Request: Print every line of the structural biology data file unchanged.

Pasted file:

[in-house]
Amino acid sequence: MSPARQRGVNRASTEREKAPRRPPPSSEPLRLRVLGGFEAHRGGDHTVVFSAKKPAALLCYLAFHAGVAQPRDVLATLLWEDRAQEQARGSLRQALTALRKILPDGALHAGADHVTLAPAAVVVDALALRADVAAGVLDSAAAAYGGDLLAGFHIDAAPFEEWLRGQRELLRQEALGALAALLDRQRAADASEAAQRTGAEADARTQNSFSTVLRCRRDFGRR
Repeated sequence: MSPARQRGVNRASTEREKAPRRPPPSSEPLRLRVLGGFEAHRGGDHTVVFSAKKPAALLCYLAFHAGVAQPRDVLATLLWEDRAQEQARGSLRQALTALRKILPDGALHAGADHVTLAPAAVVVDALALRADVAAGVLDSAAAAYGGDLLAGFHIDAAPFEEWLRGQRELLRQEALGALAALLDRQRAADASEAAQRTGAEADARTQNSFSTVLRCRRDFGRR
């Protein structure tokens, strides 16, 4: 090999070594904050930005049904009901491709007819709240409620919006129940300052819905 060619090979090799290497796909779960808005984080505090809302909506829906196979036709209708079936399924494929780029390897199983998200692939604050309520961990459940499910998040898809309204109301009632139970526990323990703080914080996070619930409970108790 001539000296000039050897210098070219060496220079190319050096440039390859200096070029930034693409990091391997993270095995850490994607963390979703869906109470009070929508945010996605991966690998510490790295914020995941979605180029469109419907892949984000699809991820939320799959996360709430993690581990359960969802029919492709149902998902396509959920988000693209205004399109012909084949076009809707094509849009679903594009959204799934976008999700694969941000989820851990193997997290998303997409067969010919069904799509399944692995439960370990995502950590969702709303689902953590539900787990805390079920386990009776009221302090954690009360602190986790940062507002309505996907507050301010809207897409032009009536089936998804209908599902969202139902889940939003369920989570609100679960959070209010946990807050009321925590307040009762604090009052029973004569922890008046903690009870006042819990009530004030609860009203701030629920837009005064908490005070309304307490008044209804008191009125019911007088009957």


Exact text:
[in-house]
Amino acid sequence: MSPARQRGVNRASTEREKAPRRPPPSSEPLRLRVLGGFEAHRGGDHTVVFSAKKPAALLCYLAFHAGVAQPRDVLATLLWEDRAQEQARGSLRQALTALRKILPDGALHAGADHVTLAPAAVVVDALALRADVAAGVLDSAAAAYGGDLLAGFHIDAAPFEEWLRGQRELLRQEALGALAALLDRQRAADASEAAQRTGAEADARTQNSFSTVLRCRRDFGRR
Repeated sequence: MSPARQRGVNRASTEREKAPRRPPPSSEPLRLRVLGGFEAHRGGDHTVVFSAKKPAALLCYLAFHAGVAQPRDVLATLLWEDRAQEQARGSLRQALTALRKILPDGALHAGADHVTLAPAAVVVDALALRADVAAGVLDSAAAAYGGDLLAGFHIDAAPFEEWLRGQRELLRQEALGALAALLDRQRAADASEAAQRTGAEADARTQNSFSTVLRCRRDFGRR
């Protein structure tokens, strides 16, 4: 090999070594904050930005049904009901491709007819709240409620919006129940300052819905 060619090979090799290497796909779960808005984080505090809302909506829906196979036709209708079936399924494929780029390897199983998200692939604050309520961990459940499910998040898809309204109301009632139970526990323990703080914080996070619930409970108790 001539000296000039050897210098070219060496220079190319050096440039390859200096070029930034693409990091391997993270095995850490994607963390979703869906109470009070929508945010996605991966690998510490790295914020995941979605180029469109419907892949984000699809991820939320799959996360709430993690581990359960969802029919492709149902998902396509959920988000693209205004399109012909084949076009809707094509849009679903594009959204799934976008999700694969941000989820851990193997997290998303997409067969010919069904799509399944692995439960370990995502950590969702709303689902953590539900787990805390079920386990009776009221302090954690009360602190986790940062507002309505996907507050301010809207897409032009009536089936998804209908599902969202139902889940939003369920989570609100679960959070209010946990807050009321925590307040009762604090009052029973004569922890008046903690009870006042819990009530004030609860009203701030629920837009005064908490005070309304307490008044209804008191009125019911007088009957």